US / 78 minutes / bw / Planet Filmplays, Exploitation Productions, Budd Rogers Releasing Corporation Dir & Pr: W. Lee Wilder Scr: Myles Wilder Cine: J. Burgi Contner Cast: Nancy Malone, Eric Fleming, Dean L. Almquist, Frank Marth, Humphrey Davis, Elizabeth Watts, Walter Klavun, Amelia Conley, Tom Reynolds, Robert Gardett, Norman McKaye, Ned Glass, Don Douglas.
It would be easy enough, if in a snarky mood, to dismiss this borderline noir movie as irredeemably bad, and yet I came away from it ruefully admiring it as being perhaps rather good. A minor reason for liking it is the performance of Nancy Malone as a conflicted individual (although she delivers a quite dreadful, mercifully short piece of hamming toward the end), but more important is a screenplay that—seemingly despite itself—casts an intelligent light on its theme.
Nancy Malone as Ann.
Philandering New York psychiatrist James “Jim” Hamilton (Fleming) makes a sudden name for himself by using the power of hypnotic suggestion, via a bullhorn, to talk escaped serial killer George Morley (Marth) down from the bridge off which he’s threatening to throw himself.
One of the hapless witnesses to this—hapless because stuck in the traffic jam the drama creates—is traveling English dilettante Ann Summers (Malone). She finds herself responding to the commands Jim is issuing to Morley. Next day she importunes him to treat her for a somewhat nebulous condition; he responds by simultaneously hitting on her and jostling his appointments schedule to fit her in.
Eric Fleming as Jim.
Under hypnosis Ann reveals herself to have a secondary personality, an Austrian baroness called Maria who’s having an affair with a married man called Rudy.
Just when we’re assuming this is yet another noirish movie centering on the notion of multiple personality, it becomes clear that the “Baroness Maria” whom Ann’s other self claims to be is Baroness Maria Vetsera, who died in 1889 at the hunting lodge Mayerling in a suicide pact with her lover, the Crown Prince Rudolf of Austria—a death that a quarter-century later would be indirectly responsible for the outbreak of World War I.
Frank Marth as Morley.
So it seems—at least according to dogged newspaperman Cullen (Almquist) of the Daily Tribune—that what Jim has uncovered is not a case of multiple personality but proof of reincarnation, oo-er.
Dean Almquist as Cullen (right) and Nancy Malone as Ann.
Ann’s elderly relative Lady Olive FitzMaurice (Watts) pooh-poohs the notion, pointing out that in childhood Ann had a round-heeled Austrian nanny who might well—à la Bridie Murphy—have told her the gist of the tale and given her enough German to account for her use of that language when under hypnosis.
Elizabeth Watts as Lady Olive FitzMaurice.
Jim, reckoning this is a plausible hypothesis while yet recognizing Ann’s subconscious thinks otherwise, has a bright idea: What if he could hypnotize convicted murderer Morley into playing the part of Crown Prince Rudolf in a faked-up reenactment of that suicide pact?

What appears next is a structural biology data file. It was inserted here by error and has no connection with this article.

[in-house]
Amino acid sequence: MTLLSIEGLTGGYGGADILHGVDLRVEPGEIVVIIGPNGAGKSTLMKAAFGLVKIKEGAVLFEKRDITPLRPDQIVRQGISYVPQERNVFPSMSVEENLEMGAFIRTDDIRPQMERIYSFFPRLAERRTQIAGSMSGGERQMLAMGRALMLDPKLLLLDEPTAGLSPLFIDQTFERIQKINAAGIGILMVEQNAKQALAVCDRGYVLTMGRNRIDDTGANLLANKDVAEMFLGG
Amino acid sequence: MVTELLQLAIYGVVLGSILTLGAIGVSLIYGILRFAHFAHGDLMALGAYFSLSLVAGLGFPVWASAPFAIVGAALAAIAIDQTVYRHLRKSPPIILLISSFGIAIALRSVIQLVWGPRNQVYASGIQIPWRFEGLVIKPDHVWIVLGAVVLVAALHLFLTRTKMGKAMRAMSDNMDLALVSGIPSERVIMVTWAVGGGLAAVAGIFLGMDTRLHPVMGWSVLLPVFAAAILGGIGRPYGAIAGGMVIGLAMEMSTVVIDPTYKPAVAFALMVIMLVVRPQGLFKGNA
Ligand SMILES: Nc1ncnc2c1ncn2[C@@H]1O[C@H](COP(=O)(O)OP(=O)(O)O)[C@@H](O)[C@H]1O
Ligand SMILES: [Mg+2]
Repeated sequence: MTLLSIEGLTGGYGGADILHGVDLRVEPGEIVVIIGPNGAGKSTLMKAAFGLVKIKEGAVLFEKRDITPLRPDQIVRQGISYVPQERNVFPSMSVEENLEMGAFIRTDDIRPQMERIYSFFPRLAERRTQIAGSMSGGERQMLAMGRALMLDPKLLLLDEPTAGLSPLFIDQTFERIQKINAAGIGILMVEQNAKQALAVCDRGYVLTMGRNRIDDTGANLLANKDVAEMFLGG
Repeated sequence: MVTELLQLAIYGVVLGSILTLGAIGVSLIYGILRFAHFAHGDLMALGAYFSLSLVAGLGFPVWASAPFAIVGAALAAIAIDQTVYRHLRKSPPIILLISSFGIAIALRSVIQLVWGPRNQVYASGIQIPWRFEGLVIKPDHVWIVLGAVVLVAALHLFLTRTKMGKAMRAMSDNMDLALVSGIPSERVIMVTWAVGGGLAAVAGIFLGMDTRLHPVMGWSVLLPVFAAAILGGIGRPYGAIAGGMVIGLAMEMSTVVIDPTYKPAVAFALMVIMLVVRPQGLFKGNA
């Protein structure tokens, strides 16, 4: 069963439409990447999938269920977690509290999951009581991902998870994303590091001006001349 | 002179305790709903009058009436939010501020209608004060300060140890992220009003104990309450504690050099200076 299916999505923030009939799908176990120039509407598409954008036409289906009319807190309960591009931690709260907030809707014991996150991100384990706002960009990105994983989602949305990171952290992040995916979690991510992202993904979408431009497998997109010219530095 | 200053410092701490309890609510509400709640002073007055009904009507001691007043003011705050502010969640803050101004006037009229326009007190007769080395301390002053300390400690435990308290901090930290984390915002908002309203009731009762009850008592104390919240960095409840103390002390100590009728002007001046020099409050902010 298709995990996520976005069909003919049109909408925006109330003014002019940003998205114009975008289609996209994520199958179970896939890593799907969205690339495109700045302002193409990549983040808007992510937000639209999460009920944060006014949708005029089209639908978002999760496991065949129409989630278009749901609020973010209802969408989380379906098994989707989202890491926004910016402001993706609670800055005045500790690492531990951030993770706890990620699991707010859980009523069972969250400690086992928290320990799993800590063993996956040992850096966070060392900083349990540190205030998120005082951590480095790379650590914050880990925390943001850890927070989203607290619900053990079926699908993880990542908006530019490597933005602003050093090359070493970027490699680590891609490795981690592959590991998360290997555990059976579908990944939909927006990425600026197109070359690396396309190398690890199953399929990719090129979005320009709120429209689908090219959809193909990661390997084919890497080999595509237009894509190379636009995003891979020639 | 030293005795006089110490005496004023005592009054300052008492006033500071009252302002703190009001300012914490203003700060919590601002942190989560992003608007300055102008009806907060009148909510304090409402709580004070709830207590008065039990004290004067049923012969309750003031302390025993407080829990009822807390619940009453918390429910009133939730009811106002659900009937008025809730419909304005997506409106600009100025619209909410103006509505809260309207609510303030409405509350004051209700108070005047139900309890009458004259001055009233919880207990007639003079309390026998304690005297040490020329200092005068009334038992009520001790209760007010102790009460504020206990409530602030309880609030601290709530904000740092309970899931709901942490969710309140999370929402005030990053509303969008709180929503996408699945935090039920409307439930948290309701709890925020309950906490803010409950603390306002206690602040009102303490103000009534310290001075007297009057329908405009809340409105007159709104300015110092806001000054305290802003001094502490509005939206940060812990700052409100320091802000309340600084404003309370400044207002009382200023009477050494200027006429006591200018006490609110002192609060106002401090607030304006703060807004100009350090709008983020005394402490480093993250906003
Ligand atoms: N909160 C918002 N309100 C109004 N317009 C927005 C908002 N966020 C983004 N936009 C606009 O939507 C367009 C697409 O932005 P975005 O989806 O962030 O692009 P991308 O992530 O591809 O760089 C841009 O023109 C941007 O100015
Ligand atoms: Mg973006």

The big question is whether or not Ann’s psyche will survive Jim’s experiment . . .
I had the unusual experience, after watching this movie, of being unable to conjure up a mental image of the face of its leading man, Eric Fleming. I could far more readily bring to mind Dean L. Almquist, who plays the pudgy, smart-aleck journalist, or even Frank Marth, as the murderer. There’s nothing wrong with Fleming’s performance as the promiscuous shrink; I think it’s just that we react automatically to the shallowness of the character by forgetting the actor.
Amelia Conley as Jim’s secretary, Miss Ames.
Besides, there’s a great performance from Malone to focus on. She doesn’t even try to make the role a dual one, which may well be a wise decision. There’s a moment late on in the movie where she briefly shows an aristocratic archness, and it’s all the more effective for the fact that she’s not been trying to do so earlier. Just for that moment I doubted my earlier dismissal of the possibility that Ann could be the Baroness Maria reincarnated. It’s a very clever move.
Malone, incidentally, who went from acting to producing/directing, mainly for TV, in 1979 became the first female vice-president of Twentieth Century–Fox. Possibly of most noirish interest is that, between 1960 and 1963, she featured in over fifty episodes of the TV series Naked City as Libby Kingston, Adam Flint’s girlfriend.
Humphrey Davis as Jim’s history professor chum, Charles Gore (left), with Eric Fleming as Jim.
The cheapness of the production shows through in places. There’s a conversation between Jim and Lady FitzMaurice where it seems patently obvious the two actors filmed their sides of the parlay separately. Talking of parlay, when Jim tries to show off his French he pronounces the relevant phrase “trez bee-en.” Lew Davies’s soundtrack consists almost entirely of extraordinarily dull, clichéd spooooooky muuuuusic played on the theremin or some imitation thereof; after a few minutes of it I was gritting my teeth.
But the screenplay is, as noted, quite nattily done, presumably on the basis that it doesn’t cost any more to film a good script than a bad one, and there are some nice quips:
Jim: “How could you be so moronic?”
Cullen: “I’ve had practice.”
All in all, Fright is a movie that despite its imperfections is eminently worth watching.